It may not matter now, but once we have to rely on crew, the ability to name parts of the boat will keep us sailing
Some gloomy health charity informs us that one in three of us will face dementia. The figures were picked up, crunched, explained and debunked on that magnificent BBC Radio 4 statistics programme More or Less. But well short of dementia, it seems inevitable that as we sail triumphantly into middle age, even without serious senior- moment forgetfulness, we tend to forget words. Names. We enter the age of the thingummy, the whatsername, the you-know- who-I-mean. I do the concise crossword against the clock every day, to force myself into more rapid retrieval of words like echelon and viscera and Lithuania.
Experts assure us that it isn’t a matter of mental decline but more that the brain, ever more overcrowded yet ever efficient, simply stores away unused information somewhere in the back room and takes a while to retrieve it, like a wheezing but willing veteran chandler looking in the back room for spares for a Baby Blake. It’s not that we don’t know that bloke – ‘Whosit, the one with the Contessa 32, that time at, where was it? Newtown? No, Newport.’ – but his name’s gone. It’s not totally lost, and you will eventually remember it, and also recall at last the name of that place where apparently they do stock Baby Blake spares – ‘The one that guy told us about, at the Royal Whatsitsname club dinner, the one who sailed the old gaffer…’
It happens to us all. On Wild Song off Brazil one crew member spent all evening trying to remember the name of his children’s former headmaster, and suddenly sat bolt upright
in his bunk at 0200 shouting (let’s change the name for reasons of decency) ‘Harold Farthinglow! I knew it!’ You know what I mean. If you don’t, thank heaven for your radiant youth and the fact that your brain has still got plenty of space left for new names and people.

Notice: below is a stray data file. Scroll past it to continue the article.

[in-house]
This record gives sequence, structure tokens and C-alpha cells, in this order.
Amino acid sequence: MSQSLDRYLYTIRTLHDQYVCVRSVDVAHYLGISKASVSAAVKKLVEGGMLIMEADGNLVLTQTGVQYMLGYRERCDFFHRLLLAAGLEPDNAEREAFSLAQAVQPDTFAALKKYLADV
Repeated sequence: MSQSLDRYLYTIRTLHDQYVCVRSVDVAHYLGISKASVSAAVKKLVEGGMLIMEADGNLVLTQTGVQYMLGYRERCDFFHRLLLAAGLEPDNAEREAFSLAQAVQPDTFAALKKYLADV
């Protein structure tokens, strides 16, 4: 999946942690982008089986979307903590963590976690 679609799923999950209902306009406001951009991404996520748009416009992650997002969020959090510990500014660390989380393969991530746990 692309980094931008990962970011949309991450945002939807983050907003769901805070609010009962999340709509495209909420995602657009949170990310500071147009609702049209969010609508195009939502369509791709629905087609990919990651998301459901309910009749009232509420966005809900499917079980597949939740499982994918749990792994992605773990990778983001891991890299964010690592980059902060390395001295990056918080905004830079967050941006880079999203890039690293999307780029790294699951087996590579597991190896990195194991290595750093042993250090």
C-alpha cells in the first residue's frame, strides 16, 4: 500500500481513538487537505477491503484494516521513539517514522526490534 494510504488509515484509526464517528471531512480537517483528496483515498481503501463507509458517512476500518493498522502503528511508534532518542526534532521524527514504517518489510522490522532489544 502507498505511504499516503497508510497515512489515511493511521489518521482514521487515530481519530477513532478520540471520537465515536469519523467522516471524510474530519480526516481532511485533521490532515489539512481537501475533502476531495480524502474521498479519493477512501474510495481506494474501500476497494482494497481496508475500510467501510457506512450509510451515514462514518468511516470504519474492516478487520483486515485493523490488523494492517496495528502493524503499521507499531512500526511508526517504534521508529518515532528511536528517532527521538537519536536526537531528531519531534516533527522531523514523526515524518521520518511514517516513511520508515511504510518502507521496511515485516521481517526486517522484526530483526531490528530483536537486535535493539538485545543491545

But what, you ask, tapping your foot impatiently, has this verbal amnesia got to do with sailing? I will tell you. It came to me the other week off Anvil point, when Paul lunged forward past me to adjust the mainsheet traveller. I was closer, but because he has spent a lot of time singlehanding, his body instinctively bypassed the speech centres of the brain and just did it, as one ducks under a branch, or blinks at a light. We all get moments like this on familiar boats, and those who have been singlehanders, or skippers who sail regularly with friends who don’t help, do it even more. I am prepared to bet that if challenged, Paul would have taken longer to retrieve the words‘mainsheettraveller’ than to do it.
Which is fine. Until – hearken to my words, you ageing ones! – you grow arthritic and need a words. And it may be a challenge, unless you are one of those splendid naval types accustomed to give clear orders: ‘Reeve the lazy end through the eyebolt on the gammon-iron and bring it back to the snatchblock on the cranse!’ or ‘Ease off the starboard runner and bring the fall down aft of the midships cleat! They’ll be fine. Otherwise, here comes a generation of magnificent old seadogs (male and female) who know everything, but suddenly lose their personal nimbleness. They’ll be dancing up and down at the helm, thwarted, yelling ‘Pull the – oh for god’s sake, the – ah – there – line – thing!’ as ropes flog and sails fall aback. And the crew, willing but temporarily baffled as to what’s required, wait for the words of command to struggle through the brain’s rickety card-index.
Be warned. Start verbalising now, even if internally, as you skip neatly and sweetly around the boat on fully functional knees. Name the parts as they fall below your still-strong hands. One day you may need to bark them in haste.